So, I’ve decided to become tidy.
OK, that’s a bit of a grand declaration, probably destined to fail.
I’m going to try to get more organised?
I’m going to try?
I’ve made the confession here before that I’m a housekeeping disaster.
I made it while I was pregnant and explained that I think good mothers probably fold the laundry instead of stuffing the drawers.
I do that now. Mostly.
Talitha’s room is the most organised one in the house due to this “good mothers do” mentality.
And let’s not go down with the feminist thing.
Yes, I call myself a feminist.
Yes, I know vacuuming isn’t gendered.
I’m the one with more time so I consider most of this responsibility mine.
Honestly, I have been on the path to rehabilitation, to enlightenment, if you will, and here’s where I am – completely unrecognisable to teenager me but not enough of an improvement on student me.
I’m probably, um, sixty per cent of the way to where I should be?
That may be a little generous some days.
Now that we live in a house, rather than have more space to give everything its place (even writing that phrase I heard my mother’s voice just then – it’s the middle of the night and a bit spooky), it’s kind of become this sprawling landscape for the mess to spread itself, no longer stifled by the confines of a bedroom.
Instead it’s all free to roam: clothes, books, shoes relocating themselves to exciting destinations.
I like to think of it as a house of surprises.
A hunt for the remote control reveals a month-long-sofa-eaten jumper and BOOM!
It feels like a lazy girl’s shopping spree.
I have to see things this way.
Otherwise, I stay up way too late at night, overthinking things and slumping into bed with furrowed brow and a slew of pointlessly depressing and, frankly, damaging thoughts.
Oh but woe.
Basically, I have to get there faster.
I genuinely think there are few criteria to being a good parent outside the fundamental “Love your child and do your best.”
Sometimes we talk about parenting as if we just tick these boxes, obey these rules and we can raise perfection, whatever that is.
On the other side of that we forget how resilient people are.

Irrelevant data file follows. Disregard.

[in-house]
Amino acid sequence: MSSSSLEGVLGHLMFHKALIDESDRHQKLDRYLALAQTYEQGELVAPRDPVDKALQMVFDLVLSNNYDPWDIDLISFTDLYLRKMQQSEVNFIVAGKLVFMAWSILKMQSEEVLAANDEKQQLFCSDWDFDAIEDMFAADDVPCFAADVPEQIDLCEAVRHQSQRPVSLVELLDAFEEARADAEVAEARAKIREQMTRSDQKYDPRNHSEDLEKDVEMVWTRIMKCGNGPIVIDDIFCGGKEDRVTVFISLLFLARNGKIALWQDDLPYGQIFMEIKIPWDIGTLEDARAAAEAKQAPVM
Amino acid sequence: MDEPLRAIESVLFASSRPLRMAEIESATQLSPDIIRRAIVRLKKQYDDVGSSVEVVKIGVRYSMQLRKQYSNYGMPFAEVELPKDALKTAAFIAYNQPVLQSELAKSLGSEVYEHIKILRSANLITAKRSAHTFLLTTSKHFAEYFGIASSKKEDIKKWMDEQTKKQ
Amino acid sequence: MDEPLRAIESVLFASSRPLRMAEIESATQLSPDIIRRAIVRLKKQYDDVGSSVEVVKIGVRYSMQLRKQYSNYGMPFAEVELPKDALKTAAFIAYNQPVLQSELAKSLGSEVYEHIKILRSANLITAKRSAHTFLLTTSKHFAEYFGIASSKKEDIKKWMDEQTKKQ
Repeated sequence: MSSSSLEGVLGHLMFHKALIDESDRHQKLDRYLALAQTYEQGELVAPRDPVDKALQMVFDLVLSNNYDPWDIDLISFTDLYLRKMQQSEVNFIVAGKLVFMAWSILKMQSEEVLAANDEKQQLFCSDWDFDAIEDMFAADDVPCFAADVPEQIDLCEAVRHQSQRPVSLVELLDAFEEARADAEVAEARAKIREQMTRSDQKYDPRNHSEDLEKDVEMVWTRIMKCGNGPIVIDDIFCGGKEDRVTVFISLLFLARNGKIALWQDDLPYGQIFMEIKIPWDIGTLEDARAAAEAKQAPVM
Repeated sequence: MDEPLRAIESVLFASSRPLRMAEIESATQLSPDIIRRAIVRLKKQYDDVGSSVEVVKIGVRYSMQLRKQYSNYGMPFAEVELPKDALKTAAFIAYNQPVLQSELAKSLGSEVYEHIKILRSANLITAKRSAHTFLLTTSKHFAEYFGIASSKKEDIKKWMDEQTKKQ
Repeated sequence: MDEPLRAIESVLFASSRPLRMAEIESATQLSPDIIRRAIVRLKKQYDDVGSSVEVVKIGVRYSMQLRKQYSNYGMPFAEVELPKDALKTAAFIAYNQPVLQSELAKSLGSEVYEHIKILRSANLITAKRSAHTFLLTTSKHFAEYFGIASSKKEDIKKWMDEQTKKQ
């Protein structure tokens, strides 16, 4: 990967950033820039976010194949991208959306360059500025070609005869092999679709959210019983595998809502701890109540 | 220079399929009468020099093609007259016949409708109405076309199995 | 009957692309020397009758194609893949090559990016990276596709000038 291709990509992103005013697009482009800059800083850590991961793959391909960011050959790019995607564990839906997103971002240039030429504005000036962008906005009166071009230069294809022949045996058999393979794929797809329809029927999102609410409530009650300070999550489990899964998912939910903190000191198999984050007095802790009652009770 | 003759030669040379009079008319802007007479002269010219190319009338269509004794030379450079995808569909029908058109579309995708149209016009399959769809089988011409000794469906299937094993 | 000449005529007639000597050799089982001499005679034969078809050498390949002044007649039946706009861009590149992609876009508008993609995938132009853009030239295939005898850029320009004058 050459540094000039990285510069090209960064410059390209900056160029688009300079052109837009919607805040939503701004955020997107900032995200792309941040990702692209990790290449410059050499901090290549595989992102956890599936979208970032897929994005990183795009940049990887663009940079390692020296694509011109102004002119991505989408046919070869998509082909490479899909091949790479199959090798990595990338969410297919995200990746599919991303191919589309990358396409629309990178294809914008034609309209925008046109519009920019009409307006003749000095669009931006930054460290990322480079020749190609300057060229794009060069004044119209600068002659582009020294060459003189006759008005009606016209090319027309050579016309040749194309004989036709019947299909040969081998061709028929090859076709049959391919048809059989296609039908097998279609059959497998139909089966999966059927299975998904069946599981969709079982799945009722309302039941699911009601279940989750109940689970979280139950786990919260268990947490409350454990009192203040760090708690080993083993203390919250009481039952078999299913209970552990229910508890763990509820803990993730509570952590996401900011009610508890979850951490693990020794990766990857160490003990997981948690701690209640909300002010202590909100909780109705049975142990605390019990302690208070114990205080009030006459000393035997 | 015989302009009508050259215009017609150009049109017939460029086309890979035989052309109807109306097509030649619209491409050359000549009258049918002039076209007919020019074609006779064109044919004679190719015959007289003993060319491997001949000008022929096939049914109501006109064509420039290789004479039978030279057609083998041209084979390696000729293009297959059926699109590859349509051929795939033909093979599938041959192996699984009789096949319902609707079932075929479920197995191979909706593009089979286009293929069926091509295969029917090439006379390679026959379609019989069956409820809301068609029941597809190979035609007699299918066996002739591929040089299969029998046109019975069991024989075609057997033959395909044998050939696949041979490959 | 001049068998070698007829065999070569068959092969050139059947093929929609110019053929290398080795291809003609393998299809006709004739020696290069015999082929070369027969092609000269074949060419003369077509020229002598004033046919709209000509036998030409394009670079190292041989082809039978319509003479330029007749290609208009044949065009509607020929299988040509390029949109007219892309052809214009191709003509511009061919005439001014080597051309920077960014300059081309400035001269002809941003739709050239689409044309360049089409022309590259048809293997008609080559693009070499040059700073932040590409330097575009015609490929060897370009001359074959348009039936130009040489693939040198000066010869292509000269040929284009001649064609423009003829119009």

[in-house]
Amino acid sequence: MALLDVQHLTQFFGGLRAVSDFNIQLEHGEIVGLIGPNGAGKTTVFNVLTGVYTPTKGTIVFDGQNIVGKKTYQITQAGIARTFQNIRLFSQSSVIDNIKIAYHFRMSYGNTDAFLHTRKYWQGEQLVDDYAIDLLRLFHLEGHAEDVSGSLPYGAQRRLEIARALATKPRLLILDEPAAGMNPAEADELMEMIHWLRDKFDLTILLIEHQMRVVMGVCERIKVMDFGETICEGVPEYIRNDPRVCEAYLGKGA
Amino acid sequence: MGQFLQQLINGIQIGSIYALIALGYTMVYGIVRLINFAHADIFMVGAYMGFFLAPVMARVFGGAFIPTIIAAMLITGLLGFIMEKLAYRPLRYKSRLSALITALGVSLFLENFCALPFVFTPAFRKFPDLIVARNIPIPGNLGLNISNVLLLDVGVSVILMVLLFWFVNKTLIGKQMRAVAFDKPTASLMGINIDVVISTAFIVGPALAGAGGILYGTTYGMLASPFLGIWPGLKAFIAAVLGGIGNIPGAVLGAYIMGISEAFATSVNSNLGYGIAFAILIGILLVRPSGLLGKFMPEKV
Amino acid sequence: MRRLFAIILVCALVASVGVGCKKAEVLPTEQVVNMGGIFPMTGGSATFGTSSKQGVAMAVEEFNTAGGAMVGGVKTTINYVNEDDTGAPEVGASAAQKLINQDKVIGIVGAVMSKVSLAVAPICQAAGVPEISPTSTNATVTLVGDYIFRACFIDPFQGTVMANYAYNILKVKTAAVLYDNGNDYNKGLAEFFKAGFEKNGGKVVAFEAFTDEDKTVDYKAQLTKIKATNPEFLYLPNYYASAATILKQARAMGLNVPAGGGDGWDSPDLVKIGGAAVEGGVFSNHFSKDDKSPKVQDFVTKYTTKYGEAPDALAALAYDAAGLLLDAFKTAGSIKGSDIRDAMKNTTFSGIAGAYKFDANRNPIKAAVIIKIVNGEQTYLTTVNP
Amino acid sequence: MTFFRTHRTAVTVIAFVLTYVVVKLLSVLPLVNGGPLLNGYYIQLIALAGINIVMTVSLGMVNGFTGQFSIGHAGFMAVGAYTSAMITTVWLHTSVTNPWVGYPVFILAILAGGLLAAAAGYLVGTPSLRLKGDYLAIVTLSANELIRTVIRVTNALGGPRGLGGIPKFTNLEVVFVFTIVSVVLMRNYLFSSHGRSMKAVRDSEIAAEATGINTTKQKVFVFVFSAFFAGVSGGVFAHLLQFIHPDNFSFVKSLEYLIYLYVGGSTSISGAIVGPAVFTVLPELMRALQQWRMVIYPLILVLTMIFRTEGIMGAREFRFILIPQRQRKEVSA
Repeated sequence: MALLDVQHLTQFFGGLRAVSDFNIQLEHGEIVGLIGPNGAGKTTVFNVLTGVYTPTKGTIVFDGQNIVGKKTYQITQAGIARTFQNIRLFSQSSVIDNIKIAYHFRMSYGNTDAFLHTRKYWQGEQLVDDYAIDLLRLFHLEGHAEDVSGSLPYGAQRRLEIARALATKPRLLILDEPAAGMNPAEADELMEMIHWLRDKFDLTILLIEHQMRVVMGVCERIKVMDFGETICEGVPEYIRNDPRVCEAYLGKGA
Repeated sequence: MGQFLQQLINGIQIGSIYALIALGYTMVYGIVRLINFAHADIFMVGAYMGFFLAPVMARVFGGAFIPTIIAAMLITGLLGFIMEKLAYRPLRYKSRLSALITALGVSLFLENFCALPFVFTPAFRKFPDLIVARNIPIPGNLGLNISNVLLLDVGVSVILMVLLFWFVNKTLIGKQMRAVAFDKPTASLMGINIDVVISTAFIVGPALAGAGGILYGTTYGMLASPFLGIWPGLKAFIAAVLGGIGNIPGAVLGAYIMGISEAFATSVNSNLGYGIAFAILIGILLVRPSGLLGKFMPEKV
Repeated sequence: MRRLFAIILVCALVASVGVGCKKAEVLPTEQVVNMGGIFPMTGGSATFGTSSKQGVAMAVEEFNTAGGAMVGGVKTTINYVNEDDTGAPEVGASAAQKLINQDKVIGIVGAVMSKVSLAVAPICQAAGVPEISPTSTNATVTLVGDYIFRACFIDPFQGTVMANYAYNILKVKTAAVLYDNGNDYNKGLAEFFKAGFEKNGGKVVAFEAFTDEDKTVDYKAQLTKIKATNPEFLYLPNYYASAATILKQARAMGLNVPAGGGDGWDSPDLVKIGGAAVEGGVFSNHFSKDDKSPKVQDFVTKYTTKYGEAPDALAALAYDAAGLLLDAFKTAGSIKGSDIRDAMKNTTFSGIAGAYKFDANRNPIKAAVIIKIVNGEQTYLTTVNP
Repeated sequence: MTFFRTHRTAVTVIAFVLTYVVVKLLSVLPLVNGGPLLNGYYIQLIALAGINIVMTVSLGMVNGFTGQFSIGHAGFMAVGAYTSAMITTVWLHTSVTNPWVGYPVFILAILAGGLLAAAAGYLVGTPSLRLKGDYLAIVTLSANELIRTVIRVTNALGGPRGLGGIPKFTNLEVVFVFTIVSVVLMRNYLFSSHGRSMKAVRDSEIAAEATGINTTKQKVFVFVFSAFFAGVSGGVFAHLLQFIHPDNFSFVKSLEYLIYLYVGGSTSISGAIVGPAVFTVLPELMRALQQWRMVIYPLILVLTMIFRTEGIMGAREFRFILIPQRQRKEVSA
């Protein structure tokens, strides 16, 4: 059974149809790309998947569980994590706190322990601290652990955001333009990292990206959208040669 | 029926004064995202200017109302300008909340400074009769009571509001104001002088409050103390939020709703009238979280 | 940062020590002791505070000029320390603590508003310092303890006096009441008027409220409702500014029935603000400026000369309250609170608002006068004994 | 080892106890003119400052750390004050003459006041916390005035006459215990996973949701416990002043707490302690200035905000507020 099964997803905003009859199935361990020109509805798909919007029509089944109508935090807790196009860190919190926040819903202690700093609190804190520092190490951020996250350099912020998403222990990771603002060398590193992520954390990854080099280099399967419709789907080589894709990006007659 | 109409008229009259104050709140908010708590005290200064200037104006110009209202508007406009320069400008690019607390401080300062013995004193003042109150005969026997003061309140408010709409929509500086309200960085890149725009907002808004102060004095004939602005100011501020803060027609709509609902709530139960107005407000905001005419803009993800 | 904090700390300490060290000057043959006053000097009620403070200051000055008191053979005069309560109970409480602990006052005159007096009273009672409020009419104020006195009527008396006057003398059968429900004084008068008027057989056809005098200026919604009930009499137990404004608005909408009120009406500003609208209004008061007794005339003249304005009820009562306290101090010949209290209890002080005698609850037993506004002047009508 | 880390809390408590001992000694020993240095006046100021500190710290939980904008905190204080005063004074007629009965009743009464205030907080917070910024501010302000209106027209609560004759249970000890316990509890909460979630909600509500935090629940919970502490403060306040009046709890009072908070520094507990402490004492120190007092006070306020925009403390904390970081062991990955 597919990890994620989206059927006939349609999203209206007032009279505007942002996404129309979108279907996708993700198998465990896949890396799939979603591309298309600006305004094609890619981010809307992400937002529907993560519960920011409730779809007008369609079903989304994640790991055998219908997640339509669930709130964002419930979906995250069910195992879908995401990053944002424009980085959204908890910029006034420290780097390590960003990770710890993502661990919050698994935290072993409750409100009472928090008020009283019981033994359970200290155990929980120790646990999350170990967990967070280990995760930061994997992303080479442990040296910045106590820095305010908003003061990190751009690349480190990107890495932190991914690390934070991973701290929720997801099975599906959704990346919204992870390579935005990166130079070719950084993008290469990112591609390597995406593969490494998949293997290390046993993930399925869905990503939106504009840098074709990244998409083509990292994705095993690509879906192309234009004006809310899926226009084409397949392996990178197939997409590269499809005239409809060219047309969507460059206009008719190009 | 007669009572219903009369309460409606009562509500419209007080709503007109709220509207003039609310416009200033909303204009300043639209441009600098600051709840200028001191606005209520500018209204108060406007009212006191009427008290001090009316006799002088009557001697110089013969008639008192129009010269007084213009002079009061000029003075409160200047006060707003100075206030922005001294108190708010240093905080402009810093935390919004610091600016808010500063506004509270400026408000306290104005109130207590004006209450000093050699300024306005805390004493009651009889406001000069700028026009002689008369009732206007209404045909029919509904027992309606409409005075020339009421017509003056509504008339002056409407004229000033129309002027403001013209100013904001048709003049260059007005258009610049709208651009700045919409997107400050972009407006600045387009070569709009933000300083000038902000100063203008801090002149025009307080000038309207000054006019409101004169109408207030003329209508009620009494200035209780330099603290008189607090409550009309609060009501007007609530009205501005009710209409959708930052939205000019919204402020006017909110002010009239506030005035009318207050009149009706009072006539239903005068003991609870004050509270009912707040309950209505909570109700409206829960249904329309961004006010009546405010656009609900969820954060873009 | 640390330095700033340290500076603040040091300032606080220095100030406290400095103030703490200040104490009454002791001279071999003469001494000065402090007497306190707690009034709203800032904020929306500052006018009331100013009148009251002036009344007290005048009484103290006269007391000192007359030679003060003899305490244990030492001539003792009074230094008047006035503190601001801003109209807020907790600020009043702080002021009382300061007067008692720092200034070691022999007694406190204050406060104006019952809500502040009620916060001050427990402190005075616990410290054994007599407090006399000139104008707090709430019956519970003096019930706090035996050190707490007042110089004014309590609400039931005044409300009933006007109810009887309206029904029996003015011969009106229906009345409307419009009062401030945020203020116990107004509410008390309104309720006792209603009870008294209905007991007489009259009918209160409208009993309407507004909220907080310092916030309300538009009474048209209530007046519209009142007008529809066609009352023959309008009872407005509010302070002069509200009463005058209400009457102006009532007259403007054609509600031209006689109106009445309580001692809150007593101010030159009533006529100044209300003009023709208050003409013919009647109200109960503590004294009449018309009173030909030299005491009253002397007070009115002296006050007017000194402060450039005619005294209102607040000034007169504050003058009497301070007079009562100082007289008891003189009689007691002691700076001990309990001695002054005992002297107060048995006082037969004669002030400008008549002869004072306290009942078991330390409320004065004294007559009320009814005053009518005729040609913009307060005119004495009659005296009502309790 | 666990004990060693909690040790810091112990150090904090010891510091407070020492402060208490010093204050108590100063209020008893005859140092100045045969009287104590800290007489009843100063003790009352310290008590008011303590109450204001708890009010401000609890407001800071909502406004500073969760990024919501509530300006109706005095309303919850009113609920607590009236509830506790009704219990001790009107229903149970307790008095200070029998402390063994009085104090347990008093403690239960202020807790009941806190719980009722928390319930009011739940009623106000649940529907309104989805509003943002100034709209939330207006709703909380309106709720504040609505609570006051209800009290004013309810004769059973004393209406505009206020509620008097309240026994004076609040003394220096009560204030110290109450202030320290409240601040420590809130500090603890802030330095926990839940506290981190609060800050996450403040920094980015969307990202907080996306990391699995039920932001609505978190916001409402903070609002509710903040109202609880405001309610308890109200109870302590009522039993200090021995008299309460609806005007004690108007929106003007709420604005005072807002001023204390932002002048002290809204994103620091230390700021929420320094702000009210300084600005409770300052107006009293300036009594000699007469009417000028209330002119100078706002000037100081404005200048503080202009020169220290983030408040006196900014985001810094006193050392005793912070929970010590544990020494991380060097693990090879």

Everyone’s a little damaged.
It doesn’t doom us forever.
We will make mistakes.
Our children will love us anyway.
Mine is only fifteen-months-old so I can’t know for sure.
I’m pretty sure she loves me even when I’m bordering on disgrace.
My parents messed up sometimes.
I still love them.
Not to get too heavy and philosophical about the whole housekeeping thing but I happen to think this really does matter, even though I suck at it.
I’ve been wondering lately about what effect growing up in a messy home could have on Talitha.
Just so you know, I’m not talking cat-poo-amongst-the-toys-on-the-carpet kind of messy.
Let’s just say Martha Stewart wouldn’t shake my hand but no one feels like child services needs to be called, OK?
There are some standards here, people. Ahem.
As I was saying…
There is something in us that reaches out for order, for beauty, for serenity.
Even the messiest people enjoy being somewhere clean and tidy.
Or maybe they don’t because it makes them feel inadequate.
I don’t know.
I’m not that far gone, perhaps.
Being places like that makes me a little aspirational.
I come home and think: “Yes, I can do it. I can create that kind of home.”
And I do try.
I organise the spice shelf, do some laundry, check stuff off a list to feel good about myself.
Until I don’t.
That may be part of the problem: my motivator.
Doing something in order to improve my sense of self-worth is a plan ready to smack itself in the eye.
I’m so used to feeling crummy about what I do that I think, on some perverse level, I find failure comforting.
It means I do not fear it.
So I wondered today while washing up (my house is in a state of relative domestic glory at the moment, actually!) whether fear would yield more consistent results as a motivator.
It may be all the self-help I’ve read and all the Oprah I’ve watched talking, but fear seems like a crummy reason to do something.
So on principle, albeit weak and without anything concrete to support it, I’m rejecting that idea.
Instead I choose love.
I love my husband.
Even more (or just as much, not less, right? – I’m not always sure which it’s supposed to be), I love my daughter.
I love them enough to want to create a home for them, a place where they find all those vaguely Buddhist-sounding ideas I mentioned before: order, beauty and serenity.
I don’t want to cowardly opt out of doing my part in giving them something so vital just because I feel overwhelmed.
I love my friends, present and future, enough to want to offer them a place of rest too, without needing a week’s notice in advance so I can scrub the bathroom walls.
I love God and don’t want to throw all the stuff He’s given me back in His face just because I’m too immature to figure out how to treat it well.
It’s supposed to be powerful.
That just might work.